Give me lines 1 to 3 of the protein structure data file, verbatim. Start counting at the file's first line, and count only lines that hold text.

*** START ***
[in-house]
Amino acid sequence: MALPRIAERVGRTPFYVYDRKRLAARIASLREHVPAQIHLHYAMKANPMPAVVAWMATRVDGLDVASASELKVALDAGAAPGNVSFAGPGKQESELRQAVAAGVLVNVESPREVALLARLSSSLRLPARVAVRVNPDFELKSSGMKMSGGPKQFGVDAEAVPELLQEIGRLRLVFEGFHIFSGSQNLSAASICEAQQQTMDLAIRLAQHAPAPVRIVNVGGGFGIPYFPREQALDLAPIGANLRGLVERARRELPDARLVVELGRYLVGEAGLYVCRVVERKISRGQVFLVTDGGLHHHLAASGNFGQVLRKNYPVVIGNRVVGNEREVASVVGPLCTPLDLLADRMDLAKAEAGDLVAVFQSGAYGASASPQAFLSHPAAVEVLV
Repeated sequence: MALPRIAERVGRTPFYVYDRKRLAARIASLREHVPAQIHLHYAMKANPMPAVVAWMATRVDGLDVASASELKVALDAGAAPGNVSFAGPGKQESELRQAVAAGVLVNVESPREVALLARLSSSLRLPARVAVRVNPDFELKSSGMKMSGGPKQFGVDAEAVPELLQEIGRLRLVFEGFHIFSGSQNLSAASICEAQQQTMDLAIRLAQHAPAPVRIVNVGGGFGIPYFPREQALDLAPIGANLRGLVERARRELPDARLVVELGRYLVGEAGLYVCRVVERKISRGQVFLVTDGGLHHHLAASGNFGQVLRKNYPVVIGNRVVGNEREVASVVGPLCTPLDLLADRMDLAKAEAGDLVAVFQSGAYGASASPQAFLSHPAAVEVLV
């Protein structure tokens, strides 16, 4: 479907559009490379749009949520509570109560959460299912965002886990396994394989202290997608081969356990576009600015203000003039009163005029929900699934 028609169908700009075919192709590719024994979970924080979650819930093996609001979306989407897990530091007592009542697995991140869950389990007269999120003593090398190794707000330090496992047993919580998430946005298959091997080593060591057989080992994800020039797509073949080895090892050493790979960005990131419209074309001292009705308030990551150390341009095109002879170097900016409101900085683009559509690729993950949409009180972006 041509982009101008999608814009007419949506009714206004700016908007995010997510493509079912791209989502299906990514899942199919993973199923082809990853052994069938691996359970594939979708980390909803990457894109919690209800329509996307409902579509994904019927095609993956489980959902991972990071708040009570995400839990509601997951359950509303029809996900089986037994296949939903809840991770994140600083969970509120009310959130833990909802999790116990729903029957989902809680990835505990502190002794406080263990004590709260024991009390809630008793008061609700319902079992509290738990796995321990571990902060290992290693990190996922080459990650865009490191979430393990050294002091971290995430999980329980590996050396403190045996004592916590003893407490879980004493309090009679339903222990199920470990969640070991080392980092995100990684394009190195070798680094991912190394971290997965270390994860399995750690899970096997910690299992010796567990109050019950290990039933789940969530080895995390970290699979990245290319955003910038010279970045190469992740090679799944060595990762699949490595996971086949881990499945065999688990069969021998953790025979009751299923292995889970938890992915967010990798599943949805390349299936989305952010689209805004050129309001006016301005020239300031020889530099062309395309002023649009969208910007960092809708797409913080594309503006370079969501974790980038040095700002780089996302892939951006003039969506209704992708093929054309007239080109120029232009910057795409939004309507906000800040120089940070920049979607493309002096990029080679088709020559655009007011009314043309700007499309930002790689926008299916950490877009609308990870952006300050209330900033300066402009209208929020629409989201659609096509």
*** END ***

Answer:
[in-house]
Amino acid sequence: MALPRIAERVGRTPFYVYDRKRLAARIASLREHVPAQIHLHYAMKANPMPAVVAWMATRVDGLDVASASELKVALDAGAAPGNVSFAGPGKQESELRQAVAAGVLVNVESPREVALLARLSSSLRLPARVAVRVNPDFELKSSGMKMSGGPKQFGVDAEAVPELLQEIGRLRLVFEGFHIFSGSQNLSAASICEAQQQTMDLAIRLAQHAPAPVRIVNVGGGFGIPYFPREQALDLAPIGANLRGLVERARRELPDARLVVELGRYLVGEAGLYVCRVVERKISRGQVFLVTDGGLHHHLAASGNFGQVLRKNYPVVIGNRVVGNEREVASVVGPLCTPLDLLADRMDLAKAEAGDLVAVFQSGAYGASASPQAFLSHPAAVEVLV
Repeated sequence: MALPRIAERVGRTPFYVYDRKRLAARIASLREHVPAQIHLHYAMKANPMPAVVAWMATRVDGLDVASASELKVALDAGAAPGNVSFAGPGKQESELRQAVAAGVLVNVESPREVALLARLSSSLRLPARVAVRVNPDFELKSSGMKMSGGPKQFGVDAEAVPELLQEIGRLRLVFEGFHIFSGSQNLSAASICEAQQQTMDLAIRLAQHAPAPVRIVNVGGGFGIPYFPREQALDLAPIGANLRGLVERARRELPDARLVVELGRYLVGEAGLYVCRVVERKISRGQVFLVTDGGLHHHLAASGNFGQVLRKNYPVVIGNRVVGNEREVASVVGPLCTPLDLLADRMDLAKAEAGDLVAVFQSGAYGASASPQAFLSHPAAVEVLV